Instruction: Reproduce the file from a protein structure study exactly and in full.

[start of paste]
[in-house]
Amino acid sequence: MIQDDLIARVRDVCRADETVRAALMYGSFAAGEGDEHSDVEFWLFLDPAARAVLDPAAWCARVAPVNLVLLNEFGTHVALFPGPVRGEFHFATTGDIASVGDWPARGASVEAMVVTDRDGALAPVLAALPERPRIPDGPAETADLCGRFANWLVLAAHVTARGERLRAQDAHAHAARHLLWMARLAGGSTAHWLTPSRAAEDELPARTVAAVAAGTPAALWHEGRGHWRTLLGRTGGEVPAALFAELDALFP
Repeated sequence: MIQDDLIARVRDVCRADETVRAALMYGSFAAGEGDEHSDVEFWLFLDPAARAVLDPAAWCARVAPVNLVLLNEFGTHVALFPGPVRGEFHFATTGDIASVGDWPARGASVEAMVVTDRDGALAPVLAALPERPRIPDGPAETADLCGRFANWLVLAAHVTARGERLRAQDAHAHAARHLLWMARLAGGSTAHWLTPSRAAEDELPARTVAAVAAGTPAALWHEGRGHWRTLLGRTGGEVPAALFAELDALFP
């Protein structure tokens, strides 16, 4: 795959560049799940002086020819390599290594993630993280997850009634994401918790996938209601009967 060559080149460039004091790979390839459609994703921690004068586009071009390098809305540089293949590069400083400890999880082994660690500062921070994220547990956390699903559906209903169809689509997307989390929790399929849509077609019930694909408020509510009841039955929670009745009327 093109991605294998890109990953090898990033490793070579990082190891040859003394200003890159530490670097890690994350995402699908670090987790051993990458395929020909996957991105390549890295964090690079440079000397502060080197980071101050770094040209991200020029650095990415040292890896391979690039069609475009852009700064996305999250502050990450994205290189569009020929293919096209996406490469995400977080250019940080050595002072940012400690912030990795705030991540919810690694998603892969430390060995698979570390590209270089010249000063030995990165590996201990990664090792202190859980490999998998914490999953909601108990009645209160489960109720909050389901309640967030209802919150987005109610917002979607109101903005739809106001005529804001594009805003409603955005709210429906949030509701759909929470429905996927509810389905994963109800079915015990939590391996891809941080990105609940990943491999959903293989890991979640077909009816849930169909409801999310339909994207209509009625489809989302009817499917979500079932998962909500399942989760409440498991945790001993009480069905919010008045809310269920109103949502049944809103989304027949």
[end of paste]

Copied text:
[in-house]
Amino acid sequence: MIQDDLIARVRDVCRADETVRAALMYGSFAAGEGDEHSDVEFWLFLDPAARAVLDPAAWCARVAPVNLVLLNEFGTHVALFPGPVRGEFHFATTGDIASVGDWPARGASVEAMVVTDRDGALAPVLAALPERPRIPDGPAETADLCGRFANWLVLAAHVTARGERLRAQDAHAHAARHLLWMARLAGGSTAHWLTPSRAAEDELPARTVAAVAAGTPAALWHEGRGHWRTLLGRTGGEVPAALFAELDALFP
Repeated sequence: MIQDDLIARVRDVCRADETVRAALMYGSFAAGEGDEHSDVEFWLFLDPAARAVLDPAAWCARVAPVNLVLLNEFGTHVALFPGPVRGEFHFATTGDIASVGDWPARGASVEAMVVTDRDGALAPVLAALPERPRIPDGPAETADLCGRFANWLVLAAHVTARGERLRAQDAHAHAARHLLWMARLAGGSTAHWLTPSRAAEDELPARTVAAVAAGTPAALWHEGRGHWRTLLGRTGGEVPAALFAELDALFP
């Protein structure tokens, strides 16, 4: 795959560049799940002086020819390599290594993630993280997850009634994401918790996938209601009967 060559080149460039004091790979390839459609994703921690004068586009071009390098809305540089293949590069400083400890999880082994660690500062921070994220547990956390699903559906209903169809689509997307989390929790399929849509077609019930694909408020509510009841039955929670009745009327 093109991605294998890109990953090898990033490793070579990082190891040859003394200003890159530490670097890690994350995402699908670090987790051993990458395929020909996957991105390549890295964090690079440079000397502060080197980071101050770094040209991200020029650095990415040292890896391979690039069609475009852009700064996305999250502050990450994205290189569009020929293919096209996406490469995400977080250019940080050595002072940012400690912030990795705030991540919810690694998603892969430390060995698979570390590209270089010249000063030995990165590996201990990664090792202190859980490999998998914490999953909601108990009645209160489960109720909050389901309640967030209802919150987005109610917002979607109101903005739809106001005529804001594009805003409603955005709210429906949030509701759909929470429905996927509810389905994963109800079915015990939590391996891809941080990105609940990943491999959903293989890991979640077909009816849930169909409801999310339909994207209509009625489809989302009817499917979500079932998962909500399942989760409440498991945790001993009480069905919010008045809310269920109103949502049944809103989304027949």